Despite these delights, what actually drew us to Foix was some even older history: the late Paleolithic cave paintings in the nearby Grotte de Niaux. The oldest and youngest carbon-datable paintings (those containing charcoal) are ~13,800 and 12,800 years old; the paintings made with red iron oxide and manganese oxide are, alas, undatable. For reasons unknown, near the end of the last ice age, over a period of at least one thousand years, Magdelenian Cro-Magnons trekked with torches and oil lamps some 900 meters into the cave into a nicely symmetric vaulted cavern with amazing acoustics, where they then executed masterful drawings of bison, horses, ibexes, and stags. In another part of the cave, not viewable by the general public, there’s a drawing of a weasel--the only known weasel among all the prehistoric cave paintings in Europe. Because the paintings are rare, irreplaceable, and fragile, cavern tours are limited to groups of 25, led by a guide. A slippery 0.9 km later, at the opening of the "Salon Noir" (Black Room), everyone but the guide turns off and sets aside their individual flashlights, to limit the light shining on the paintings. Visits in the Black Room are limited to 25 minutes at a time, so as not to overload the walls with carbon dioxide.

I've been to Europe often enough to get used to seeing 1,000-year-old art; seeing 14,000-year-old art* took my breath away.

*"Art" or "craftsmanship"? The tour guide warned against projecting modern sensibilities on prehistoric images.

Sunday, June 26, 2011

Romanesque churches

Vall de Boí had its heyday during the 11th and 12th centuries, when every thriving teeny town could afford to hire expert stonemasons from Lombardy to build elegant teeny Romanesque churches, usually on the outskirts of town. (Had the teeny towns not been so bustling, there would still have been room in the center of town for a church.) The original church frescoes are gone, as is the plaster and paint that apparently once covered the tidy masonry, but the beautiful stonework and bell towers remain, and the churches continue to be used for worship. UNESCO declared the valley a world heritage site in 2000.

When we weren't hiking, we were admiring the churches, including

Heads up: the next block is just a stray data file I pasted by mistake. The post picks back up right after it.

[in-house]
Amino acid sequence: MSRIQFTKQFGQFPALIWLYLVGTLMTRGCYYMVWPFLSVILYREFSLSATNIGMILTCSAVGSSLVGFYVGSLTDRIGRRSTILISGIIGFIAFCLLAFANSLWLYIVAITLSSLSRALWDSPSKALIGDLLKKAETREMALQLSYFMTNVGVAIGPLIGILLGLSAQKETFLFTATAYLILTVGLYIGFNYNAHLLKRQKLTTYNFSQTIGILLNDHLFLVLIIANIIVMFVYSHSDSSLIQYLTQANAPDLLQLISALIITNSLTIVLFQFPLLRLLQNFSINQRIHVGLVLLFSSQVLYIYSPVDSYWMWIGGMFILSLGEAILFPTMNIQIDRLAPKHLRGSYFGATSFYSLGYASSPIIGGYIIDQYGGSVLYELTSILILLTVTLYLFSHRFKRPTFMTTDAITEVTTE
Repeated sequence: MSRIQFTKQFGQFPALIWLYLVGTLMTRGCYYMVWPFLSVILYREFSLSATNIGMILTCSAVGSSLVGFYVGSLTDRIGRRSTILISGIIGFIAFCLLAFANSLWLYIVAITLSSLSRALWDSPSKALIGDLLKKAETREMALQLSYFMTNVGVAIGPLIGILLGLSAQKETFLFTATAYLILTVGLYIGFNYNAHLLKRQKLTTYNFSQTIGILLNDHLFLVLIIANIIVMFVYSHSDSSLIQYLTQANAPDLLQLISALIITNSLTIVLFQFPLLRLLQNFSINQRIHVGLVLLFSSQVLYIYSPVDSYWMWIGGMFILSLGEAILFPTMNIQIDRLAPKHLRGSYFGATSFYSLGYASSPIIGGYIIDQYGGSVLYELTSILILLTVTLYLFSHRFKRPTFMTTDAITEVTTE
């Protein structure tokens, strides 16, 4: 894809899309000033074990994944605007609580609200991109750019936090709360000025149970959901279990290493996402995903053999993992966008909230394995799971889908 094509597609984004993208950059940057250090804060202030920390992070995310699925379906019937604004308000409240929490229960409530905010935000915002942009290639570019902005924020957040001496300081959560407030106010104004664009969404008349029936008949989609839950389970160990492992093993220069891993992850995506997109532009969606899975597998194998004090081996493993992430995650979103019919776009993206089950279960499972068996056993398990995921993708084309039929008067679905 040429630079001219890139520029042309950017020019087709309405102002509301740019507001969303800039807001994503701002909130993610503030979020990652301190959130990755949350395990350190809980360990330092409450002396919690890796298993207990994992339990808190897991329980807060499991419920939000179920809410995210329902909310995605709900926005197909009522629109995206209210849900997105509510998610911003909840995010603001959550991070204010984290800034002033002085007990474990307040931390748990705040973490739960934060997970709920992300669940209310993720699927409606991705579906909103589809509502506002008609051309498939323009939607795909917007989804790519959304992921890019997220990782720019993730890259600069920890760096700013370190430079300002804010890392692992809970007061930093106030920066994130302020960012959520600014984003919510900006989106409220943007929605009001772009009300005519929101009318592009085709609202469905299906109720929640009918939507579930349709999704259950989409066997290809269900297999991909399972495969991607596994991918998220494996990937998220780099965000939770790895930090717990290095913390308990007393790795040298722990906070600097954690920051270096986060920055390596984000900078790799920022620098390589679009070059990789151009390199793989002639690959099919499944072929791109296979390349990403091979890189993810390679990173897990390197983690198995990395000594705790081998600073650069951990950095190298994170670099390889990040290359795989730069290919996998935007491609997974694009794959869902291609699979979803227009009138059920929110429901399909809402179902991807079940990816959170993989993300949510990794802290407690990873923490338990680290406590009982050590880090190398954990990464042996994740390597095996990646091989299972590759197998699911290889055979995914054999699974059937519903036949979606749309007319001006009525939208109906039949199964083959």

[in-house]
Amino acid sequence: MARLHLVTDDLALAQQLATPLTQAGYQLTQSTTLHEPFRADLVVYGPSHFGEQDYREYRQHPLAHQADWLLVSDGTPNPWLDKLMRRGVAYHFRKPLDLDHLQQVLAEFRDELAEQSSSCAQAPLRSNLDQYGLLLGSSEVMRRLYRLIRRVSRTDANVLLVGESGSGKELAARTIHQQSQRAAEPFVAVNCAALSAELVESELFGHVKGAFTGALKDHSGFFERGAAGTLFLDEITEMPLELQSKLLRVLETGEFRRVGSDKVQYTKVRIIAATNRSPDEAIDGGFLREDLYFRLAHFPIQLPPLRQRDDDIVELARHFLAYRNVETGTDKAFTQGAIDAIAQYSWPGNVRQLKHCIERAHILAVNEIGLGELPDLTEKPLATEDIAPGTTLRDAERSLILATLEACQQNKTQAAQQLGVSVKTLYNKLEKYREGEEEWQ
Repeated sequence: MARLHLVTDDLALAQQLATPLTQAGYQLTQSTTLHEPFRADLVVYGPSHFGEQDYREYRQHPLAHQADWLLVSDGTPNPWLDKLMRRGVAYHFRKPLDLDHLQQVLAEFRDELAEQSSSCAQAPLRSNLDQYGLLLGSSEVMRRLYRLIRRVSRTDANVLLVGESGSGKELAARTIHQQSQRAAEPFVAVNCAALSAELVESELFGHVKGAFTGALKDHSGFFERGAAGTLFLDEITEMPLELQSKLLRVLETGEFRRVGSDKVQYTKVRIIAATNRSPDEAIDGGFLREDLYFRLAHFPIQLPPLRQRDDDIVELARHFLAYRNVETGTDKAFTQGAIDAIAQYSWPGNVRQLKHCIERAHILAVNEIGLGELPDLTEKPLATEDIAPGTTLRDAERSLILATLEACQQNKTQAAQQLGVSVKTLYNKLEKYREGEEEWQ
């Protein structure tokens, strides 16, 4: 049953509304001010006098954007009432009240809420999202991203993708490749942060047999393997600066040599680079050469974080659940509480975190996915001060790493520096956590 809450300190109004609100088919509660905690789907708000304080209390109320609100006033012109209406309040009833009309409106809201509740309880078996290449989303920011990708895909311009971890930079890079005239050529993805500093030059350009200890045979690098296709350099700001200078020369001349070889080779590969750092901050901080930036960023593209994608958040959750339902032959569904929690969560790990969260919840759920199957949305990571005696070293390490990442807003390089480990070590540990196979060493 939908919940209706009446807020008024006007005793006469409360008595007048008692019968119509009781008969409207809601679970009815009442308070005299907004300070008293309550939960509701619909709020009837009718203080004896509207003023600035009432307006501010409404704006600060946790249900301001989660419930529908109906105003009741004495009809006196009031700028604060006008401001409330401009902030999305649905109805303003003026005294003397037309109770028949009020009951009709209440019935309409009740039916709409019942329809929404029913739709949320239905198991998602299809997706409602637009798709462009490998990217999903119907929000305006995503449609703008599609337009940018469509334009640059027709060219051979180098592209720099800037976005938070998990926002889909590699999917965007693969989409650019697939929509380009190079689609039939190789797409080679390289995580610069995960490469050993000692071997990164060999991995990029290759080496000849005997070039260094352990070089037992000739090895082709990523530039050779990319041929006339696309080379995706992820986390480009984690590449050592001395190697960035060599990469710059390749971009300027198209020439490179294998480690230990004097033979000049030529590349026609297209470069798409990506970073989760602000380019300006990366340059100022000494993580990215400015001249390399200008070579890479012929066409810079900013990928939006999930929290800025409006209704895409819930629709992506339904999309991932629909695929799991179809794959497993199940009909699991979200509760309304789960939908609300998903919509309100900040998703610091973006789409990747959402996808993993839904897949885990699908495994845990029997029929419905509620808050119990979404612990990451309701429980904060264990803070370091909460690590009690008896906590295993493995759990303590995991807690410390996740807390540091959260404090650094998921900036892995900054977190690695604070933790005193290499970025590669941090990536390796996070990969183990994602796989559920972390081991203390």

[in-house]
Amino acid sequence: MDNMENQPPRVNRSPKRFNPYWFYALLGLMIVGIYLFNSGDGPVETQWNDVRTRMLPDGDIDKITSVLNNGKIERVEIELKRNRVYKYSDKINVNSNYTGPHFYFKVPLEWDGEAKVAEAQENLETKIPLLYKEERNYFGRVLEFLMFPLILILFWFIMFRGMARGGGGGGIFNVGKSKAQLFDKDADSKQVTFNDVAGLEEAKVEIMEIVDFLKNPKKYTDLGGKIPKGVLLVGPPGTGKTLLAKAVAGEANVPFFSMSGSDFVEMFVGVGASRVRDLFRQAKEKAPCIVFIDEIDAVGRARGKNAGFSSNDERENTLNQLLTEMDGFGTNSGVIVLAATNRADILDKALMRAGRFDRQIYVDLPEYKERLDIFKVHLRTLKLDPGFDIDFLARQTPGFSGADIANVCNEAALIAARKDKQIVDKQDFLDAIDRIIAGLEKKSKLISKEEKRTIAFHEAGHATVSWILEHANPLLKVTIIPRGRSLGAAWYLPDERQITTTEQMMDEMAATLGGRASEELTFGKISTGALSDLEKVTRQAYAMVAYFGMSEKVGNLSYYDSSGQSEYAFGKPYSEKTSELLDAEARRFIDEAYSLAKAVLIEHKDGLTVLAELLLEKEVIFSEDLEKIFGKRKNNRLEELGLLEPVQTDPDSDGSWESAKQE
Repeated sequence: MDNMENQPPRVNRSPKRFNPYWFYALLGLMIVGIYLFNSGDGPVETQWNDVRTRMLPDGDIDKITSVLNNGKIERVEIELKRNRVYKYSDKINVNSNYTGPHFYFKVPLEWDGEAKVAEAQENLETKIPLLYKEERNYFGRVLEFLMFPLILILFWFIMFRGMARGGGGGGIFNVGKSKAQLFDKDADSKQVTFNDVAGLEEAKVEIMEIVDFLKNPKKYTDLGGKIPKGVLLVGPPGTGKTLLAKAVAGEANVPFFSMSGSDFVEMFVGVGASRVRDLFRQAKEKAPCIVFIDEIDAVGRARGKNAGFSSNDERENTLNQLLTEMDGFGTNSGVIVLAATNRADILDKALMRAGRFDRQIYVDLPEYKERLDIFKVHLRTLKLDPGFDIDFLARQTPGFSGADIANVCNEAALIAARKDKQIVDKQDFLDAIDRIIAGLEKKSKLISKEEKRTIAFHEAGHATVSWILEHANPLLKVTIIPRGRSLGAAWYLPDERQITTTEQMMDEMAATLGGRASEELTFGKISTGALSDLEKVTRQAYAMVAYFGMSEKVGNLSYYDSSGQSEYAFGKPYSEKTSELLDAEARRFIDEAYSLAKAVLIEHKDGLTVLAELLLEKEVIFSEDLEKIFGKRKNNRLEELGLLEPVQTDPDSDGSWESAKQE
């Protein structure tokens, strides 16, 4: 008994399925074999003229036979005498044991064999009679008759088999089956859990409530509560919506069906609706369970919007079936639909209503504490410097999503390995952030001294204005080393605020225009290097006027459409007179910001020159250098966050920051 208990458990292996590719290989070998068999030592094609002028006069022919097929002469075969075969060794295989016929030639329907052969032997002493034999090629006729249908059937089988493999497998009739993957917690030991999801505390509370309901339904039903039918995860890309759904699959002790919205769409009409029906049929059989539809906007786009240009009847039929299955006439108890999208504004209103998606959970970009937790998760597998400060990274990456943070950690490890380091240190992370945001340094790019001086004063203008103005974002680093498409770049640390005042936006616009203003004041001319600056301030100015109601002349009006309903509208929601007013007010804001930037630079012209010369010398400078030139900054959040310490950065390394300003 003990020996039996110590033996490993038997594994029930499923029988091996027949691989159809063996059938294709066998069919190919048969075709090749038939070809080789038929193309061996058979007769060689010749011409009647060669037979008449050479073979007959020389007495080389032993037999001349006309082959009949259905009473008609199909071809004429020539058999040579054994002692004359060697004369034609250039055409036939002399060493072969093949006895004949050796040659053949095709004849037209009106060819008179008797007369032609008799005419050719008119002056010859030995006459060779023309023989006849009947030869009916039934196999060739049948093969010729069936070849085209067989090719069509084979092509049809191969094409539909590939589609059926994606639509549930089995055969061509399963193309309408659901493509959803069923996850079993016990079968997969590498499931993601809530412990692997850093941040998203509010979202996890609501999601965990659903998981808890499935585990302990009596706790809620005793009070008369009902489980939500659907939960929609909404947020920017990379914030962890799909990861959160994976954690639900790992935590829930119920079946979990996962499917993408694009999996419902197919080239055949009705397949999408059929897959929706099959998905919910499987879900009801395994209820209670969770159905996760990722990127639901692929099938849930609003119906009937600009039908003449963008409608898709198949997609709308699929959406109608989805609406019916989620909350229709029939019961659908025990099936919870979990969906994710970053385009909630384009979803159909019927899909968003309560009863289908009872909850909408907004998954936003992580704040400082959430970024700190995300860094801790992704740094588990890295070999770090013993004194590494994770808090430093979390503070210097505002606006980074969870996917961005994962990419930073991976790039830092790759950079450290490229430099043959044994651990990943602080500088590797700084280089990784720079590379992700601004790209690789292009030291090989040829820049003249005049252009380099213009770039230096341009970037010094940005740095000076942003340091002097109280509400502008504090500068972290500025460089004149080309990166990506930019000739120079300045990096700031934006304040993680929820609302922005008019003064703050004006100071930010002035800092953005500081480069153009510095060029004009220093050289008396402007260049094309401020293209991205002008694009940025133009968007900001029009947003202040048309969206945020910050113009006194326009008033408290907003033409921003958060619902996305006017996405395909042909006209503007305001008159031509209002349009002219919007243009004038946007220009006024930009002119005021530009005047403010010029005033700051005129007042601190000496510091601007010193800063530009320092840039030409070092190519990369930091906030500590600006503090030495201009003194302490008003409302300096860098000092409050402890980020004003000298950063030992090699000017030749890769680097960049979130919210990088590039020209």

Santa Eulalia in Erill la Vall; and

Sant Climent in Taüll. At Sant Climent we learned that the stones of the churches would have been stuccoed and painted; there is a trace of an exterior stucco-and-paint job (presumably not original) at the top of this window:

Changes in stonework suggest Sant Climent was built in multiple stages:

The valley's most charming village--the one with the most tumble-stacked densely-packed collection of old stone houses--is Durro. Looking down at Durro from the hermitage de Sant Quirc (and squinting to fuzz up the modern apartment blocks built for skiers), one can imagine the village as the model for a medieval woodcut.

Vall de Boí

I thought I was being only a little smug last week, when I wrote about how Spanish impediments to internet access supposedly pertain to government anti-terrorism measures. Yet I have to hand it to Spain: I'd be surprised if any foreign evil-doers here manage to check in with one another online more than once a week, and then only if they're hanging out at resort hotels or in cities large enough to have cell phone stores (and only if they have time to pull themselves away from their dastardly plots to make multiple return trips to said stores--though perhaps that's why one has minions). Fortunately for us, our vacation plans involved no government-toppling, and once we were reunited with our luggage (lost somewhere between Newark, Lisbon, Barcelona, and possibly London), the lack of access didn't hold us up.

Last Sunday, we survived harrowing cultural differences in behind-the-wheel boldness and successfully navigated our way out of Barcelona in a rental car. Stefan had plans for us to go hiking for a few days in the Vall de Boí, a rugged valley in the central Spanish Pyrenees, leading into the Aigüestortes-Sant Maurici National Park.

We stayed in tiny Erill la Vall and hiked and hiked and hiked some more. We had learned in Barcelona that signage in Spain is more for locals who already know their way around than for clueless out-of-towners, so on our first hike, along a "well signposted trail" severely lacking in formal signposts, we were grateful for the...
stone cairns (can you find them in the picture?) that led us...
up assorted rivulets and water falls to...
Estany (lake) del Pessó. On the way, we found this piece of...
prehistoric petrified toast, and saw great expanses of...
wildflowers.

Our second hike followed the rocky edge of a dammed lake, the Embassament de Cavallers...
over...
giant chunks of granite, up to a lovely green expanse full of...
cows. Deterred by...
the accumulating clouds, we skipped going all the way to Estany Negre de Boí and instead spent the afternoon doing a more sheltered hike along the Ribera de Sant Nicolau, to...
Estany de Llebreta. This third hike was by far the easiest, with the softest paths and least elevation gain (a mere 300 meters), but the combination of wildflowers, grassy valley, rolling river, and mountains brilliantly lit by afternoon sunlight (it didn't rain) made it the loveliest hike of all. Sometimes being knave of the valley beats being king of the hill.